[Recommend] by HUASHI BENQUAN BIOTECHNOLOGY, Becoming a first aider is not a big deal, you give a small amount of time to learn knowledge and skill, but it could one day make a difference and save a life. This article gives one or two examples of where basic first aid knowledge, administered in a few crucial minutes has saved lives, dispels some common myths about first aid and how one charity is raising awareness through their "Be the Difference" campaign (including a neat iPhone app so you can carry first aid knowledge around with you). It finishes off with some advice on how to choose a first aid course and what to put in a basic first aid kit.
My earliest memory of first aid in action was as a child in the 1960s. It was a hot day, and I was in the shallow end of a busy outdoor pool when suddenly there was a piercing scream: I looked round, as did dozens of other children and adults, to see a very distressed mother clutching her little girl's still, blue body. To our horror it appeared she had drowned in our midst. We stared, stupefied, not knowing what to do.
Then, we noticed a man in the distance race towards us, leap the fence around the pool, and dash into the shallow water. Approaching the desperate mother, he gently took the lifeless child from her arms, lay her on the ground, and proceeded to do what for me was an extraordinary thing: he raised her arms, then pushed them down on her chest, several times, like he was trying to make her fly. After what seemed like a long time, but was probably only a minute or two, the little girl vomited some watery fluid, then started crying, and the colour came back to her body.
Sadly, too many people have had no first aid training whatsoever. But perhaps just as alarming is that many people think they would know what to do, but when faced with the emergency would do the wrong thing. A UK survey commissioned by St John Ambulance in February last year found that although just over a quarter of respondents said they'd know what to do, when asked to describe what they would do in some specific scenarios, many would have done the wrong thing and even made things worse.
For example when faced with a man thrown off his motorbike and not breathing, 42% of respondents said they'd know what to do and then described the wrong thing. Of these, 43% said they would not move him for fear of spinal injury, yet if he's not breathing and does not receive CPR, he will die.
In a second example, respondents were asked what they would do to help someone choking. Only 53% said they would bang them hard on the back with their hand: and a worrying 9% said they would put their fingers down the person's throat to try and retrieve the obstacle, which is the wrong thing to do because this can push it further down the throat.
And in a third example, they were asked what they would do for a middle-aged man with chest pains. 9% said they would put him in the recovery position (lying horizontally on the side) while waiting for an ambulance. But if the chest pains signal problems with the heart, this position could increase the strain on the heart and worsen the condition. The correct thing to do is to sit him up in a comfortable position.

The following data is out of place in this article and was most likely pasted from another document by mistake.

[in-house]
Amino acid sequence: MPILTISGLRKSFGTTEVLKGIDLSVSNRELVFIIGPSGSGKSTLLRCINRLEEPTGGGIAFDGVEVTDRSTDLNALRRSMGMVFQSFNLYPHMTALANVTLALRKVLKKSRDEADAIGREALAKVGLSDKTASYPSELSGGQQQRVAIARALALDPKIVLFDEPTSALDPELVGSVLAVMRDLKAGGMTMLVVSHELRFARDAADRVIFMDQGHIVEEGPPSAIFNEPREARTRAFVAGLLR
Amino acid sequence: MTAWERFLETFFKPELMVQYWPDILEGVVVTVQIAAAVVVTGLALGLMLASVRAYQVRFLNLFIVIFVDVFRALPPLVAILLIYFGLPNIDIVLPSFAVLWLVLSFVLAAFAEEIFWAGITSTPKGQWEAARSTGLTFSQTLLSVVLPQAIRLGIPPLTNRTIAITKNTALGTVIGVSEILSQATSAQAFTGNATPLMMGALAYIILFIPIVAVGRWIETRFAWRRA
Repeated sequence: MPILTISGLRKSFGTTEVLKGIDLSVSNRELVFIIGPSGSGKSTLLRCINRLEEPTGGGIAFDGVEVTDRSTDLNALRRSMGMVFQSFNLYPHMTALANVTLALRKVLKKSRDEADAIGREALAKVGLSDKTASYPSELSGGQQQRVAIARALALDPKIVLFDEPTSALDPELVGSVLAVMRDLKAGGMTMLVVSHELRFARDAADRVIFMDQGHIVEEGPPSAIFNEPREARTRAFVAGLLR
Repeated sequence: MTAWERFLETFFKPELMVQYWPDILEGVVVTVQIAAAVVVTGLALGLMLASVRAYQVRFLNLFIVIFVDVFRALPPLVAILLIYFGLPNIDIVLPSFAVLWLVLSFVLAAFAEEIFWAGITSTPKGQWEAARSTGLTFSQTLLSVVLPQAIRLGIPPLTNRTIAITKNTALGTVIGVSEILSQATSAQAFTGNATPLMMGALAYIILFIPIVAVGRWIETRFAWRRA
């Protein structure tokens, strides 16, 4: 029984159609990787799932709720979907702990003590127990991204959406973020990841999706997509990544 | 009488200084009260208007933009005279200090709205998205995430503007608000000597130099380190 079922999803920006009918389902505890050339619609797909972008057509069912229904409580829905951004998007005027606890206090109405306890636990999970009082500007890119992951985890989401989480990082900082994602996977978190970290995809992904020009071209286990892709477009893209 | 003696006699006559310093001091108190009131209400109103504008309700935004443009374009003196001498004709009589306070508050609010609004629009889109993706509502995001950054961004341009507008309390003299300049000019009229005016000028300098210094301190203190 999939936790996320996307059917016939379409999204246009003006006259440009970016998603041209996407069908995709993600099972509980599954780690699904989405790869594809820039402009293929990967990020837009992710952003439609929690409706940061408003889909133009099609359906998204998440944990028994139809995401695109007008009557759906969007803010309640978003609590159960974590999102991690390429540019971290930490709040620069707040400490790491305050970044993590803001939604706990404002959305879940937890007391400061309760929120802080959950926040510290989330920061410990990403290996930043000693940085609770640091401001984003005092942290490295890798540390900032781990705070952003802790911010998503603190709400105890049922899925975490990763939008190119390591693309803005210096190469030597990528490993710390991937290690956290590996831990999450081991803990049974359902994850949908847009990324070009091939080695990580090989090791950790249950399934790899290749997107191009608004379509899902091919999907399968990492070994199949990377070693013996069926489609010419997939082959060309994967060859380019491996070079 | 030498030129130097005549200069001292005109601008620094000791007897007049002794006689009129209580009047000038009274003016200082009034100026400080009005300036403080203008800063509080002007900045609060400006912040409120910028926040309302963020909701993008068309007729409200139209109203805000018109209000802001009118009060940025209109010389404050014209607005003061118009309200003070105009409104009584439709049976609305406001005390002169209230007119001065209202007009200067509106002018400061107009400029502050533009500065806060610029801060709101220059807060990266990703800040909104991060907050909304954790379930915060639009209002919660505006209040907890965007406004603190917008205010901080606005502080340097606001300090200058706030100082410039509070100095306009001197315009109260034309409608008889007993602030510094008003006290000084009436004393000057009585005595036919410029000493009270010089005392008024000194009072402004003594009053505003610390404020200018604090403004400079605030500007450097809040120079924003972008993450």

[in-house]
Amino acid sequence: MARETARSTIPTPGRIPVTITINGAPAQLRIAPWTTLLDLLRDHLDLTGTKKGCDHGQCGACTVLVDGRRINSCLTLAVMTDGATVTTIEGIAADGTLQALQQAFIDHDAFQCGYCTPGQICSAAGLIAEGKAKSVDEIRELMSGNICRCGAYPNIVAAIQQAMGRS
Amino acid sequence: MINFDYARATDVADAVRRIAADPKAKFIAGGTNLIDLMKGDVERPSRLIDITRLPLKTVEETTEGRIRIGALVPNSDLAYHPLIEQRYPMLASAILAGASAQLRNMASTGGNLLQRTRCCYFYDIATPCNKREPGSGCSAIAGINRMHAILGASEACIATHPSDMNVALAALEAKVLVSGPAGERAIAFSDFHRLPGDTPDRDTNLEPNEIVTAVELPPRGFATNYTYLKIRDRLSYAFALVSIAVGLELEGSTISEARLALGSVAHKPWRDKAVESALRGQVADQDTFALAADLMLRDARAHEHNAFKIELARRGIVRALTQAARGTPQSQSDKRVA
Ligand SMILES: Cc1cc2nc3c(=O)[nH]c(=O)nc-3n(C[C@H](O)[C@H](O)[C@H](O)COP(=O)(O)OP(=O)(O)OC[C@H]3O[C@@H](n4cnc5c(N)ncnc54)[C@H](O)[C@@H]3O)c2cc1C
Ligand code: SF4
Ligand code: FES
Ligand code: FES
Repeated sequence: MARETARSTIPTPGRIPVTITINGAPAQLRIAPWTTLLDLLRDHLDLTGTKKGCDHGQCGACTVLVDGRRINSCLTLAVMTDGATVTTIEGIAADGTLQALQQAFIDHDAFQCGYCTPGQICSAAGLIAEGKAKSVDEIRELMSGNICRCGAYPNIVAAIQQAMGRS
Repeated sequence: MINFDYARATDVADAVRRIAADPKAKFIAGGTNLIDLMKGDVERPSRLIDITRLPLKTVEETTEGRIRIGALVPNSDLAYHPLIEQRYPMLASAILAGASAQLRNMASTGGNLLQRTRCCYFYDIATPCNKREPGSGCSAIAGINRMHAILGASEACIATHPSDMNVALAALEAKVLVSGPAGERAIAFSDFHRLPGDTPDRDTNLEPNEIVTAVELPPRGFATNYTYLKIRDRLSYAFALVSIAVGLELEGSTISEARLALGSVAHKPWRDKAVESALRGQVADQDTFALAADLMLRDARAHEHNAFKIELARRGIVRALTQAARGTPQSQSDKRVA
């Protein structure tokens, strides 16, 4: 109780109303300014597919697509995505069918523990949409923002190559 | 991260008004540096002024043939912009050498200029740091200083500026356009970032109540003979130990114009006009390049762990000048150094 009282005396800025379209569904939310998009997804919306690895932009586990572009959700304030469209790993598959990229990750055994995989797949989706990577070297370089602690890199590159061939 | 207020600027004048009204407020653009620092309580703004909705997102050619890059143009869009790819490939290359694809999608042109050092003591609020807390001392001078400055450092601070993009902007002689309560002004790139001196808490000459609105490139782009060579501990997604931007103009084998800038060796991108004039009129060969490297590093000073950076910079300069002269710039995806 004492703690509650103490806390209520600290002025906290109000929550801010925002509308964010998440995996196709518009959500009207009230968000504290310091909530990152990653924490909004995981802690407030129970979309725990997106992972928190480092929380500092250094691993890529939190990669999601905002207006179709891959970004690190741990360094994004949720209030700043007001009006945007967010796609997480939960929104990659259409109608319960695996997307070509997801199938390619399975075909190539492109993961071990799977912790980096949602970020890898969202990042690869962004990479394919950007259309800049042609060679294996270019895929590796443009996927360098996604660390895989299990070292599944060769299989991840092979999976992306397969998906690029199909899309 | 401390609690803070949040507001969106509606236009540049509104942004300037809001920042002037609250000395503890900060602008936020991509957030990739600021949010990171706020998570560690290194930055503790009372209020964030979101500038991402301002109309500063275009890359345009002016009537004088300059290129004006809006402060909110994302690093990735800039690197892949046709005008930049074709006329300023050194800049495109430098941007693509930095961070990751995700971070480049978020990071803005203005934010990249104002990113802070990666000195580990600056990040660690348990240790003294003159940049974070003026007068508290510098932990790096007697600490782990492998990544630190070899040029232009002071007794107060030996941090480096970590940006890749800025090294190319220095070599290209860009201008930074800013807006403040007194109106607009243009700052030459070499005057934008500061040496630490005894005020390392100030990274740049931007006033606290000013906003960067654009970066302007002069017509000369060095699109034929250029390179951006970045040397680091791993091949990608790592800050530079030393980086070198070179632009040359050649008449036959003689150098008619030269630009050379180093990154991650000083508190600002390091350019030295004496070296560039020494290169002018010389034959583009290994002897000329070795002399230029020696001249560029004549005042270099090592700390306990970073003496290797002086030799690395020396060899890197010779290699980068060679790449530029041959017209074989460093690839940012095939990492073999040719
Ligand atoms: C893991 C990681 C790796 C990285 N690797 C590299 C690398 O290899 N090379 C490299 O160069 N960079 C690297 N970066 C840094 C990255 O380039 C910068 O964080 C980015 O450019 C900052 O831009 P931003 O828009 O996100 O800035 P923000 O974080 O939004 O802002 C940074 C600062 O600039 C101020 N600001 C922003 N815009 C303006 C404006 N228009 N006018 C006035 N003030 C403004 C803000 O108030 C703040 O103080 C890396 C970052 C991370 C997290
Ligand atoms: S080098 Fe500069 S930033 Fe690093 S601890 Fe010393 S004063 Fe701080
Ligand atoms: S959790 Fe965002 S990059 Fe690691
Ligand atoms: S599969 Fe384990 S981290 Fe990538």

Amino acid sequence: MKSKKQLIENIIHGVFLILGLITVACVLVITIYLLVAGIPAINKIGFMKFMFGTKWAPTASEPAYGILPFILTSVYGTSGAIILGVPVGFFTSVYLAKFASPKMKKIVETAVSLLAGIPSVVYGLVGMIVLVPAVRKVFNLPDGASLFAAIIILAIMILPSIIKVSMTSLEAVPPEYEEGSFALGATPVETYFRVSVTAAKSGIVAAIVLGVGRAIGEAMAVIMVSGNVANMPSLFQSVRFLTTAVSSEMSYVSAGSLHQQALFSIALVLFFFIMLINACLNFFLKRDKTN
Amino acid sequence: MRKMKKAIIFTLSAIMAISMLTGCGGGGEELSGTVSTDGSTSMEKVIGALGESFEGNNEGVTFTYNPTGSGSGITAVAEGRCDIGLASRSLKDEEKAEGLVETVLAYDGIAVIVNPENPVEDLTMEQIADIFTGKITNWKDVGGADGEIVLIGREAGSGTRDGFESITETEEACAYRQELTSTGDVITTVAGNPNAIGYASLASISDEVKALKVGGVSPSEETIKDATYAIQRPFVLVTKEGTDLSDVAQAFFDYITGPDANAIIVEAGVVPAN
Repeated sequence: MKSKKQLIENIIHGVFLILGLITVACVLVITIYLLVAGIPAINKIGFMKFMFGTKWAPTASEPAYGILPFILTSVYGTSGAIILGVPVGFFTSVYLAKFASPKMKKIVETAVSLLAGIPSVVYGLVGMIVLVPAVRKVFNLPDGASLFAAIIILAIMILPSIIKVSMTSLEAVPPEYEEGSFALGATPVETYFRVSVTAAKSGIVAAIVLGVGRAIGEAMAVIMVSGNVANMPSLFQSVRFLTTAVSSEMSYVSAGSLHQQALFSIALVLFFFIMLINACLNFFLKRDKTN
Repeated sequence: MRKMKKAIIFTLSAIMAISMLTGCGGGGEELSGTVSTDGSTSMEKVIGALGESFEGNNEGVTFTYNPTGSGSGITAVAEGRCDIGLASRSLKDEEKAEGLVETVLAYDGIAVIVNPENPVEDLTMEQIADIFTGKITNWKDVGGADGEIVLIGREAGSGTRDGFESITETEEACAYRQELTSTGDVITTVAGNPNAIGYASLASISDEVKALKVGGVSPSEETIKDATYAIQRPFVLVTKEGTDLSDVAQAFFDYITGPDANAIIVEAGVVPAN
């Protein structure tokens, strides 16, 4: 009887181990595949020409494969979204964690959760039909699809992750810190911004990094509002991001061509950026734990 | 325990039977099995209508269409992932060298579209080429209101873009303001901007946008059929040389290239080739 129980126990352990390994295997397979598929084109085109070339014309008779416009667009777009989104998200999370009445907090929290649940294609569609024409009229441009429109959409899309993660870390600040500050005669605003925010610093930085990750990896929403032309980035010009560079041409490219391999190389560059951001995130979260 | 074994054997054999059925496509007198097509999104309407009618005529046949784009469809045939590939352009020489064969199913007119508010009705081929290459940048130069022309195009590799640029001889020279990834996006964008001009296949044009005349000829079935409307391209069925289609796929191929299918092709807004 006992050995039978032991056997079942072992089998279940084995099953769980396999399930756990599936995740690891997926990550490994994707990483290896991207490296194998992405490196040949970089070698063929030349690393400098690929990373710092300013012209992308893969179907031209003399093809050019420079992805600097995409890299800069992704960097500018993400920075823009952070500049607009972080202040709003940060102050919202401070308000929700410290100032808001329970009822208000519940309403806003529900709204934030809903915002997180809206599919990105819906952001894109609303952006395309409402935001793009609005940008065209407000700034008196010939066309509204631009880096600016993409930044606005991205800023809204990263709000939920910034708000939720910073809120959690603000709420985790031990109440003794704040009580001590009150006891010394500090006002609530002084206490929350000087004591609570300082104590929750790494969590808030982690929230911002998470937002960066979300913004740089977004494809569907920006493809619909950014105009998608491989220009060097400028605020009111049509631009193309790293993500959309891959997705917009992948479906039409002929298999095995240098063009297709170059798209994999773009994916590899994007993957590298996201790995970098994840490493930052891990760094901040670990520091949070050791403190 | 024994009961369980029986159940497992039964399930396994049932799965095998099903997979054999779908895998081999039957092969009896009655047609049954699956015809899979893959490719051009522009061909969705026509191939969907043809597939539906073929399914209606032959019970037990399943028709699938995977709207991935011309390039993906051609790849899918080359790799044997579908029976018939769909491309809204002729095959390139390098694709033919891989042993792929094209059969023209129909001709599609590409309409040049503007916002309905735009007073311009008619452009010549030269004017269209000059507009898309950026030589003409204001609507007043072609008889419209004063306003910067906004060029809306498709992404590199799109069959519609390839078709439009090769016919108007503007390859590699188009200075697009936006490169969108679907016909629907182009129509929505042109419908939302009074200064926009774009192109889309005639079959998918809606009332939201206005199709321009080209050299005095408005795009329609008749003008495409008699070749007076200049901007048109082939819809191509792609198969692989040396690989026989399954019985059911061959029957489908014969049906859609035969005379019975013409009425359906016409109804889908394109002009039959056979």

To raise awareness of the importance of first aid, St John Ambulance launched a hard-hitting "Be the Difference" campaign depicting 5 common scenarios where first aid could make the difference between life and death.
The scenarios are: (1) Severe bleeding, (2) Choking, (3) Heart attack, (4) Unconscious, breathing casualty, and (5) Unconscious, not breathing casualty. They are summarized in theFive ways to be the difference section of the charity's website.
St John Ambulance also invite you to test your first aid knowledge in a section that takes you through the five scenarios.
The campaign is hard-hitting because in the summary page for each scenario it describes what might happen if the casualty does not receive first aid, and it also describes a real case of a life saved as a result of correctly administered first aid.
One example of a life saved is the real case of 24-year-old Katryn Burgess who had a heart attack just after completing a half-marathon in Cheshire, UK. Fortunately, St John Ambulance volunteers were on hand and sprang into action. They began administering CPR and using a portable electronic device (automated external defibrillator or AED) gave her a shock to bring her heart back into rhythm and then they took her to hospital.
The UK is not the only country with low awareness and training in first aid.
A Pfizer Health report from 2007 describes a similar lack of first aid skills in Australia, where more than 90% of people are unsure of their ability to help in an emergency, despite 73% saying learning first aid is as important as learning to swim and 17% saying it is more important.
The report says more than 10% of Australians have been faced with an emergency where someone required first aid but could do nothing to help, and only 6% claim to be completely confident they would be able to do the right thing.
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